Given that Leonardo da Vinci (1452 – 1519) died nearly five centuries ago, it seems unlikely that there would be still be major discoveries about this Italian Renaissance master.
But “unlikely” happens.
The French scientist Pascal Cotte spent three years using a pioneering reflective light technology to examine A Lady with an Ermine, and discovered that Leonardo painted three iterations of this work: one without an ermine and one with a gray ermine preceded the final version with a larger, white ermine.
This discovery is not only important technically (in the words of art historian Martin Kemp, “It helps explain why he [Leonardo] had so much difficulty finishing paintings”), but also is important because it may shift interpretation of one of the world’s most famous paintings.
Art historians generally concur that the portrait is of Cecilia Gallerani (1473 – 1536). By numerous accounts, she was a glamorous, highly intelligent, and charming young woman whose father served at the court of Ludovico Sforza, the powerful Duke of Milan (and also the patron of Leonardo da Vinci for 18 years).
Cecilia had been betrothed at the age of 10 to the nobleman Giovanni Stefano Visconti in an arrangement dissolved in 1487. Around 1489, she became the favorite mistress of Ludovico Sforza, who had been betrothed to Beatrice d’Este (1475-1497) since 1480.
To avoid angering Beatrice, Ludovico had Cecilia removed from the ducal palace in 1491 and taken to a location where she shortly thereafter gave birth to their son, Cesare.
More history is in order. In 1488, Ludovico was awarded the insignia of the chevalric Order of the Ermine by the King of Naples. Thereafter, the Duke of Milan was known as “l’Ermellino”, the ermine. Given that nickname, the presence of the ermine in this portrait takes on significance in two ways:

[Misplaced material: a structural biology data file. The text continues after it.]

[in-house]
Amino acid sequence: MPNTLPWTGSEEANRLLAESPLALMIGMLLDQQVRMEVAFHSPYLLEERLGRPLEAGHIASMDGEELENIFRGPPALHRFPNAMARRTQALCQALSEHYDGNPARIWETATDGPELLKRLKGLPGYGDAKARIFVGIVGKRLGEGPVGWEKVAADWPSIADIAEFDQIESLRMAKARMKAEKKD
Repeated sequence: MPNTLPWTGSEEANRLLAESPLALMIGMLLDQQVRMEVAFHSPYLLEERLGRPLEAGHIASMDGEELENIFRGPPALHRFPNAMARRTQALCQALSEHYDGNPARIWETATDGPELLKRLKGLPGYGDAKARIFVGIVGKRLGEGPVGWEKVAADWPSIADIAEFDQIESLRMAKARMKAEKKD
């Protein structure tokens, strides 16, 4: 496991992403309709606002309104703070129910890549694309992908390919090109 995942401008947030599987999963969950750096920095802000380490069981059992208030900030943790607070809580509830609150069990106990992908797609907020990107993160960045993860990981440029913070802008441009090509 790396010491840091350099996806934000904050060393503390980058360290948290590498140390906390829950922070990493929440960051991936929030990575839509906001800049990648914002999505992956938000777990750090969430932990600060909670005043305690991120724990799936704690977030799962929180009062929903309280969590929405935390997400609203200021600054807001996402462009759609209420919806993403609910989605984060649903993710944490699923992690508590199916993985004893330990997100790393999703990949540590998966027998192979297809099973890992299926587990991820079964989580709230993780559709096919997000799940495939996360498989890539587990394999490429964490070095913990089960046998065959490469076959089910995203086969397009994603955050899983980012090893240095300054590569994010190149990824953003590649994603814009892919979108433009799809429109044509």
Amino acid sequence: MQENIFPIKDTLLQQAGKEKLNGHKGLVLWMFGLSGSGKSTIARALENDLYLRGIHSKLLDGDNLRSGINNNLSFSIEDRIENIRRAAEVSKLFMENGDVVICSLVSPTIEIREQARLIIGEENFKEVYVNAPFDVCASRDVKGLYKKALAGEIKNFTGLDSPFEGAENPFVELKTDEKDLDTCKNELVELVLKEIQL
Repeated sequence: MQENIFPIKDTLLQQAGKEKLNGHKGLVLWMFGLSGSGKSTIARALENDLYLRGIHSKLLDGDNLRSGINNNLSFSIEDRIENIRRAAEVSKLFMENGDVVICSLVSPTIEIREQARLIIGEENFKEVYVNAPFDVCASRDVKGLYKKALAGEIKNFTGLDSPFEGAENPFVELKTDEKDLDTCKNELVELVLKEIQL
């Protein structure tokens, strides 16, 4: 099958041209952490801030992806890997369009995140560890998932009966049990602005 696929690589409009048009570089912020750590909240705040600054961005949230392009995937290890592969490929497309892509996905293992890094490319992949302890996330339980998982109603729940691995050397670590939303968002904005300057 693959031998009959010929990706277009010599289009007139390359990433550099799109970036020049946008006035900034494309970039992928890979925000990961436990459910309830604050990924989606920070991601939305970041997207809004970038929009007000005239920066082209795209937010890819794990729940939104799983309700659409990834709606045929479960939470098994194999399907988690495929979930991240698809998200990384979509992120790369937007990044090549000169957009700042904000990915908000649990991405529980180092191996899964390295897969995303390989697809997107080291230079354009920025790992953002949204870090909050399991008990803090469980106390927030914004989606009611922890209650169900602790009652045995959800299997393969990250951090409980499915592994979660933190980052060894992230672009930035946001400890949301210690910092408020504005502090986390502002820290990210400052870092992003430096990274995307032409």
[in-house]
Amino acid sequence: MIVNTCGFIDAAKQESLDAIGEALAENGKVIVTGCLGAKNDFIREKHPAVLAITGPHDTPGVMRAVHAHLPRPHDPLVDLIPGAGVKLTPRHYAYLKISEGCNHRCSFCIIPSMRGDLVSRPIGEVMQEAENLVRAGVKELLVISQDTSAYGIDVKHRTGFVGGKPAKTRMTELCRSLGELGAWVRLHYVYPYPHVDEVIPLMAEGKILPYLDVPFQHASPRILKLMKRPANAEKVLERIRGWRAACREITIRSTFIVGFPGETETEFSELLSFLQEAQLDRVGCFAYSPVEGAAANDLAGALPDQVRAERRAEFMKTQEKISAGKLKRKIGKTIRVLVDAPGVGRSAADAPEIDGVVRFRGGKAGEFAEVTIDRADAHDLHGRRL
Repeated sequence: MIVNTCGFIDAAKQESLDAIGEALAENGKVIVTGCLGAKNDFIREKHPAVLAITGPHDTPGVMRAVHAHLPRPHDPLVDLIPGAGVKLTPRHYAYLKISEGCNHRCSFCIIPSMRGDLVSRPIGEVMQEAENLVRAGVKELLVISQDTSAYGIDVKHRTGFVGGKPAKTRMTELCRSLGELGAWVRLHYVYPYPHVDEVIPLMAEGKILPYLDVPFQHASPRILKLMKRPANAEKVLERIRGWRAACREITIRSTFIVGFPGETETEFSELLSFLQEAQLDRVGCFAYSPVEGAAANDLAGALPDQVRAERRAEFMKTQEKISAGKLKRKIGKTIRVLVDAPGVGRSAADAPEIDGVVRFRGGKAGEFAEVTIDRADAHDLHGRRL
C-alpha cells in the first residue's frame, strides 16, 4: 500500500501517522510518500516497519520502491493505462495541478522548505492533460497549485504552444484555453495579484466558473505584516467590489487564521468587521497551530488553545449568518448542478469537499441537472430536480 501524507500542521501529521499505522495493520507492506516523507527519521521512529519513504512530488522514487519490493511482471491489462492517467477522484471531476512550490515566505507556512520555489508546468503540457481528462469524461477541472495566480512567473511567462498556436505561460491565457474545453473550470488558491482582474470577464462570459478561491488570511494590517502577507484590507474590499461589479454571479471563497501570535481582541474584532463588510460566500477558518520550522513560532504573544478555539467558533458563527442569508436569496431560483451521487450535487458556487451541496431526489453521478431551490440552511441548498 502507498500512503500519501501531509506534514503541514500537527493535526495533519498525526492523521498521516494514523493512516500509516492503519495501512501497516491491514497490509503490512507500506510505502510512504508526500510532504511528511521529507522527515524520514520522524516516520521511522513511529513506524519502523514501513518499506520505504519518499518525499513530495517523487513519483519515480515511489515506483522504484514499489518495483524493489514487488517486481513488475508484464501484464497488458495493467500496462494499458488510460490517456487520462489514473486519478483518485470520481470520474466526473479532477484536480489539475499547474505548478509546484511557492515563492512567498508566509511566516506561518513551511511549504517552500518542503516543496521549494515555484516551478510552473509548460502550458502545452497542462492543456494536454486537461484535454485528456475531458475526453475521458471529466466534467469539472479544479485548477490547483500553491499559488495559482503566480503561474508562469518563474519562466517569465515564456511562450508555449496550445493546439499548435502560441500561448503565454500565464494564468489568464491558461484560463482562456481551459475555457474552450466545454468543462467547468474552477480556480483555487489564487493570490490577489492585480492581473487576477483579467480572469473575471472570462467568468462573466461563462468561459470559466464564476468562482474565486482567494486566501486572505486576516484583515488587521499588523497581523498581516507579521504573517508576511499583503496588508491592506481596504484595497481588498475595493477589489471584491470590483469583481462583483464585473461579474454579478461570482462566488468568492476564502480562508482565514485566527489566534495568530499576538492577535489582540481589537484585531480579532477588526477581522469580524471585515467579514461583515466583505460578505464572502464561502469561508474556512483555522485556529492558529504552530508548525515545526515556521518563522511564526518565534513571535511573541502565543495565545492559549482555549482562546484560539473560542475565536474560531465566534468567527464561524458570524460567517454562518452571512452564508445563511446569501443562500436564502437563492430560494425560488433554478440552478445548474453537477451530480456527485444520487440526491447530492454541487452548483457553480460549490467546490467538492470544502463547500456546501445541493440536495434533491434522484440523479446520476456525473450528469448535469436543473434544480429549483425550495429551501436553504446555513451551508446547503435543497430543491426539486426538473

- first, it is a reference to Cecilia’s surname because the sound of “Galle-rani” echoes the Greek word for ermine, gale, and
- figuratively, the portrait shows Ludovico, as his symbolic animal, being lovingly caressed by Cecilia.
The three discrete versions unearthed by Cotte suggest that Leonardo reworked the portrait between 1488 and 1490, most likely to suggest the growing intimacy between Ludovico and his young mistress.
Lady with an Ermine is unusual in other ways, too. It is the only of all 15-16 Leonardo da Vinci paintings on a jet black background; additionally, Leonardo deviated from the typical compositional format of Italian Renaissance art in which the head and body faced the same way. Here, the two are at opposing angles with Cecilia’s upper body turned to the left and her head turned to the right. The sinuous curve of her disproportionately large right hand corresponds with the figure of the ermine, whom she seems to be protecting.
By having the sitter avert her eyes, Leonardo da Vinci invites the viewer to contemplate Cecilia’s state of mind.
While she appears contemplative and content in this 1490 portrait, that must have changed: Beatrice and Sforza married in 1491. Documentary evidence indicates that Lady with an Ermine remained in Cecilia Gallerani’s possession.
Perhaps it provided some solace.
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